TEGA girls make a big impression on US Secretary of State John Kerry

“First of all, let me thank you for your tremendous work and leadership,” said US Secretary of State John Kerry when he met girls from our Technology Enabled Girl Ambassadors (TEGA) project.

“I salute you for your courage, I salute you for your vision and your commitment to try to help to change things, and we want to work with you,” he added.

As part of his official state visit to Nigeria, Mr Kerry reiterated the US State Department’s commitment to empowering adolescent girls though a $100million investment fund. During the time he spent with the TEGAs, Mr Kerry got under the skin of what it’s like to be a girl in Nigeria. 

The TEGAs are ideally placed to do just this. TEGA researchers are trained to gather unique, authentic insights into the challenges facing Nigerian girls. They collect real-time data on mobile phones – and because they’re girls just like the girls they’re interviewing, TEGAs can unearth insights that traditional research methods can miss because girls feel more comfortable opening up to them.

The TEGA training programme also helps to empower the TEGA researchers by building their skillset and giving them the confidence to become better researchers.

“TEGA has given me a pathway,” one of the girls said at the meeting.” It has helped me and I know I can achieve my dreams. I want to be a writer and now I want to know more. I was surprised to see that girls can do more.”

Mr Kerry said: “This is a privilege for me. I am a father of two daughters, and they’ve both been very lucky to have great opportunities in their lives.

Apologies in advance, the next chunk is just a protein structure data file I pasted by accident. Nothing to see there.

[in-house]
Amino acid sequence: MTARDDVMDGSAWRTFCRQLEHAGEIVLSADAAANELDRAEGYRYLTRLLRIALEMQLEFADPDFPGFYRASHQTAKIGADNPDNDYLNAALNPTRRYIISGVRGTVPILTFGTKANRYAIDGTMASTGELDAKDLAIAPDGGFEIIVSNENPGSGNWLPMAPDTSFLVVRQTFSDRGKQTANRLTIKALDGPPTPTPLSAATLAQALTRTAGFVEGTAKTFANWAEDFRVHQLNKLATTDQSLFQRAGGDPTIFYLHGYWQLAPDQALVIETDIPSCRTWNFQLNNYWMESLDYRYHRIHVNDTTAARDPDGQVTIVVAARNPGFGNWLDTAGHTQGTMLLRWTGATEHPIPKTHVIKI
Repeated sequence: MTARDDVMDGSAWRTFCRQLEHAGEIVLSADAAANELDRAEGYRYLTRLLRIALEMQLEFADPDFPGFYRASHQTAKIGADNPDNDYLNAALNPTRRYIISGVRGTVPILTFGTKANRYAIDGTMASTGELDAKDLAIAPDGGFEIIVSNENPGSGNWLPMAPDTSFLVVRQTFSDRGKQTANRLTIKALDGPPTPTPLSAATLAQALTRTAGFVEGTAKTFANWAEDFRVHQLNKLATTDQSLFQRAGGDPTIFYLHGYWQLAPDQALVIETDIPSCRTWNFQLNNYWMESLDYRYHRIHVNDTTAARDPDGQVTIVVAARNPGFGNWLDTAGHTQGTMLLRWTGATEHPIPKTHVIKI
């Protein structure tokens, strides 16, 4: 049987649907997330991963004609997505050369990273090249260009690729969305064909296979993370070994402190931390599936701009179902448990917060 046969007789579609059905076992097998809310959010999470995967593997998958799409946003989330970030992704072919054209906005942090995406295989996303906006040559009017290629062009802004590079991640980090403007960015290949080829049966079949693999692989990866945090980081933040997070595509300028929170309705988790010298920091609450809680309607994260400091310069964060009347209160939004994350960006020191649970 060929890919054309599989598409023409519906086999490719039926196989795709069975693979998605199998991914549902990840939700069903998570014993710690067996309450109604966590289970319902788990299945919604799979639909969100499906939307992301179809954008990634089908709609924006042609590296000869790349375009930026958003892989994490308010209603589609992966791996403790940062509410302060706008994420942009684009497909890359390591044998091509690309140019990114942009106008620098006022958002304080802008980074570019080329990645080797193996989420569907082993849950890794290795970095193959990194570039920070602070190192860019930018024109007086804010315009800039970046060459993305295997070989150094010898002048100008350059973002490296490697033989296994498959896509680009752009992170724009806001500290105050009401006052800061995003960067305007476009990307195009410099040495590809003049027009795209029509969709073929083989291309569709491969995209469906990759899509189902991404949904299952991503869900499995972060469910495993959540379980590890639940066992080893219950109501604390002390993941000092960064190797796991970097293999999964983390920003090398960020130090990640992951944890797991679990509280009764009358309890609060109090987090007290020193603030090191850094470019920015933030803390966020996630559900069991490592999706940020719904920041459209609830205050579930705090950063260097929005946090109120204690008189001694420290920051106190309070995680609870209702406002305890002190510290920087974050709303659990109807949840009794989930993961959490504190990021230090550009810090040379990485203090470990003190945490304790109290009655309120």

“I know you face enormous challenges, as Cathy said, there are millions of young women not in school who don’t even have the opportunity to go to school.  There are too many young women who are pushed into a forced marriage at a young age. And so we’re working very hard on a programme that is about women’s choice, about women being able to make choices.”

The US ambassador at large for global women's issues, Cathy Russell, was also in attendance. “Nigeria is still a tough place to be a girl,” she said. “Forty per cent get married before they’re 18. FGM is decreasing but still prevalent. One-third of school-aged children are not in school. Women and girls are critical to the success of the country.”

The meeting made a real impression on the TEGA girls, too. “It made me feel more comfortable that I should speak up,” said one.* “I was scared but [Mr Kerry] kept asking questions about TEGA. If by being a TEGA I can meet John Kerry, then I want to meet Obama next.”

The girls hope their optimism can spread to all girls in Nigeria and are hopeful for the future.

“Nigeria is beautiful and full of opportunities,” said one TEGA.* “Many girls will meet their amazing potential. Girls in Nigeria can come out of their hiding places and embrace what advancement is available to them.”


* Names of the girls quoted in this article have been kept anonymous in order to protect their identity and keep them safe and secure.

Find out more about TEGA here